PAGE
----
Cabeza de Vaca & Estevanico, The Conquistador, Conquered

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The Conquistador Conquered presents the first encounter between Spaniards and Natives in the Southwest as well as the epic journey of several unusual characters. It begins in Sanlucar de Barrameda, Spain on June 17, 1527 with the departure of Panfilo de Narvaez’s expedition, followed by the crossing of the Atlantic, the arrival on the coast of Florida, the shipwreck and subsequent perilous voyage on rafts to Galveston Island.

From there, it traces the enslavement of the remaining Spaniards and the eventual conversion of Cabeza de Vaca and Estevanico into shamans and finally their arrival in Mexico City eight years later. Cabeza de Vaca then returns to Spain and Estevanico becomes the scout for Coronado’s expedition, finally arriving at Hawiku. It ends in Hawiku, July 7,1540, when Coronado entered the pueblo.

We chose the story of Alvar Nuñez Cabeza de Vaca because he started as a typical conquistador filled with hunger for money and power, and subsequently went through a journey that changed him completely. He became a shaman after integrating the suffering of being a slave of the Indians.

When he rejoined the world of the Spaniards, he refused to return to the life of a conquistador and became instead a defender of the native populations of the New World. His life became an example of a complete cycle of a mythic character as described by Joseph Campbell. His story is not just one of a historical character but is completely relevant to our present world.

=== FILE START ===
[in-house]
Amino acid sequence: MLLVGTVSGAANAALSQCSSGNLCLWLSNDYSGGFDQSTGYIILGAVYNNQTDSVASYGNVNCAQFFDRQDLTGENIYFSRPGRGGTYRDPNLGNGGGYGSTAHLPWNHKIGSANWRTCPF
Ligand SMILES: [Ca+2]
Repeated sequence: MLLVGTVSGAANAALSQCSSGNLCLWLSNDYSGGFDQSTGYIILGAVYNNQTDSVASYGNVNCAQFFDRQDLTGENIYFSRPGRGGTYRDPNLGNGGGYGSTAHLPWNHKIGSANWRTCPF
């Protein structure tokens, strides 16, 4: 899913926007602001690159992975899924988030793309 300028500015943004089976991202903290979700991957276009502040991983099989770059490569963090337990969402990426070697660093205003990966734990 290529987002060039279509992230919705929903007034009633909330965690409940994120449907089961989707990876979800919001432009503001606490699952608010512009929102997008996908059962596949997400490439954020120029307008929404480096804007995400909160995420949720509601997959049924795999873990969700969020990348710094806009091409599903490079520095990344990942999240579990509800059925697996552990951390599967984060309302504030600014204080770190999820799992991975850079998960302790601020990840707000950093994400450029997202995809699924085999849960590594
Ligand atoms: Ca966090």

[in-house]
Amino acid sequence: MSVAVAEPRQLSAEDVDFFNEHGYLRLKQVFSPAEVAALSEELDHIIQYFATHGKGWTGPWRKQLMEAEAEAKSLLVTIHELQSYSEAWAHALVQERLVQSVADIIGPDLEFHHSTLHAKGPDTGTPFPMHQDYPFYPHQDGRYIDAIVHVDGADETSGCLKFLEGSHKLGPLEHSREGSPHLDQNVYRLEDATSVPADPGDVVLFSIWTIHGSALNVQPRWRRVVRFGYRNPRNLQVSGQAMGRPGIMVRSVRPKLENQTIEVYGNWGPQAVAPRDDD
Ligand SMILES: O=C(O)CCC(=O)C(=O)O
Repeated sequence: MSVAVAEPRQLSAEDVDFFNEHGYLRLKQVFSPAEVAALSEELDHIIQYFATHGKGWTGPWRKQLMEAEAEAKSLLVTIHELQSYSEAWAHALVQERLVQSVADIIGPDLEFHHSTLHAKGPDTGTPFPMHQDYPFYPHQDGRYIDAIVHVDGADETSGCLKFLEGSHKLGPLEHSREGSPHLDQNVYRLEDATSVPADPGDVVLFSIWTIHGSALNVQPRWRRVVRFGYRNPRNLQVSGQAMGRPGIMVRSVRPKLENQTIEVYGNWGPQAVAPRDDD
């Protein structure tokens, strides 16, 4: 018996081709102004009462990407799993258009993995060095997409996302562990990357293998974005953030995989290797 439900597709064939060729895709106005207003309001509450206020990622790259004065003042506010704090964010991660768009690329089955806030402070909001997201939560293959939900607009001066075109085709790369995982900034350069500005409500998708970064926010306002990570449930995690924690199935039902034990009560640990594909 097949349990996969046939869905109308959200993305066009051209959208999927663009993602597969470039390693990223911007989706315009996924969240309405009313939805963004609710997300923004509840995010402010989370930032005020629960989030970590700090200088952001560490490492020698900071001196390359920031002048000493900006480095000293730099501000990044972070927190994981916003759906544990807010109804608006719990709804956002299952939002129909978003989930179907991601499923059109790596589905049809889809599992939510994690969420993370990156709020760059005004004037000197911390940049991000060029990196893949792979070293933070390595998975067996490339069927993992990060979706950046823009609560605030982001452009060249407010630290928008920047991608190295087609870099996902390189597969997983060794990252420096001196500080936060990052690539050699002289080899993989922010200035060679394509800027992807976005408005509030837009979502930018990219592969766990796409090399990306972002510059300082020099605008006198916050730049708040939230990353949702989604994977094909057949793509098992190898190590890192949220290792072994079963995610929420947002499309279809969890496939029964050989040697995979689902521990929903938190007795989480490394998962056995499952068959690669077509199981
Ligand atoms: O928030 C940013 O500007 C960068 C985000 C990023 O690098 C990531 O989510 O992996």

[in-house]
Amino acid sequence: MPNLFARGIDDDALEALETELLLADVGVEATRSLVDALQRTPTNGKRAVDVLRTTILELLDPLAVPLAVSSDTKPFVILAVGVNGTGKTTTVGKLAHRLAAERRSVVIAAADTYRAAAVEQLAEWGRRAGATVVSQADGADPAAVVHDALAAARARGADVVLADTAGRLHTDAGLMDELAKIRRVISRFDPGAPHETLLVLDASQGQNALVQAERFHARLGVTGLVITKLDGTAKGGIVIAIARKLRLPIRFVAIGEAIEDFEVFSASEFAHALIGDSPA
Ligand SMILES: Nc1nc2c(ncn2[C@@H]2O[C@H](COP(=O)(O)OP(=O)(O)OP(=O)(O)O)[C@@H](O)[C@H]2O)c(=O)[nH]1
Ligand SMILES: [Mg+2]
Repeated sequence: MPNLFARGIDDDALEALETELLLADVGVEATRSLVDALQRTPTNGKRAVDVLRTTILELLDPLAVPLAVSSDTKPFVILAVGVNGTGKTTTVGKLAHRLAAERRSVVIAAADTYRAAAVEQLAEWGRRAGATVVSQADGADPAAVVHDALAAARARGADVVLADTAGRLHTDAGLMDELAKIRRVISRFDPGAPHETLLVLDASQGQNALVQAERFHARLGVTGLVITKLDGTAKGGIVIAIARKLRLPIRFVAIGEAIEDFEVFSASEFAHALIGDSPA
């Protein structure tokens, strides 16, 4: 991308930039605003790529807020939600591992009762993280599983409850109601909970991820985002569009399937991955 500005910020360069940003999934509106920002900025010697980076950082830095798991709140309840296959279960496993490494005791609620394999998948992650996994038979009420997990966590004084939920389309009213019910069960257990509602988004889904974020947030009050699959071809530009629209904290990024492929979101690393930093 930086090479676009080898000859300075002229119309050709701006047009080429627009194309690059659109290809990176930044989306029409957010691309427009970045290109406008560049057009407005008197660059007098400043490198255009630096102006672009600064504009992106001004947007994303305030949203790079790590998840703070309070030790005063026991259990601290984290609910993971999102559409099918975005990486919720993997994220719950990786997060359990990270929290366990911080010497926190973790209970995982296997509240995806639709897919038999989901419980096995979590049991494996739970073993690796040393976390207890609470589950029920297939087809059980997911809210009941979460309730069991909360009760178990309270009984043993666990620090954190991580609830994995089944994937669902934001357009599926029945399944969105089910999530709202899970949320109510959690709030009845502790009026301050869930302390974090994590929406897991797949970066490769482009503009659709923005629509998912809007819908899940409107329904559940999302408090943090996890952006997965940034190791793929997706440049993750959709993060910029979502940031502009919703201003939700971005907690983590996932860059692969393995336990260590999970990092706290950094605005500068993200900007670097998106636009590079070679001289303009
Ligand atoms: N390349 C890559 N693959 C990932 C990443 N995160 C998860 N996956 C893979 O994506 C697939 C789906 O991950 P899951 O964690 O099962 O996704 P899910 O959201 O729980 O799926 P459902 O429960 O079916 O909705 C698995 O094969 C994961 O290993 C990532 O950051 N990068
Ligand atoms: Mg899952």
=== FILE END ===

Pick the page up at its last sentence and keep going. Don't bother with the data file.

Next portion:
The story of Cabeza de Vaca gives another point of view completely opposite to the black legend of la Conquista. The play is based on Cabeza de Vaca’s own words using his own writing about the journey. We tell the story as he reported it… we don’t invent anything. The play is very well documented in order to represent what really happened. But of course puppets add their own vision, which always has to do with fun, humour and perspective… therefore, comprehension and healing. We work very accurately from the historic point of view, with a vision that helps the audience to relate to the story in a new way. It is learning with fun. The play is fast moving and engaging… the audience remains riveted to the action and details.

It has been our experience that this play appeals to a wide audience, including professional historians, general public interested in the history of the Southwest, people who are interested in myths and human character development, people who like all types of theater, and younger audiences who specifically like puppets.

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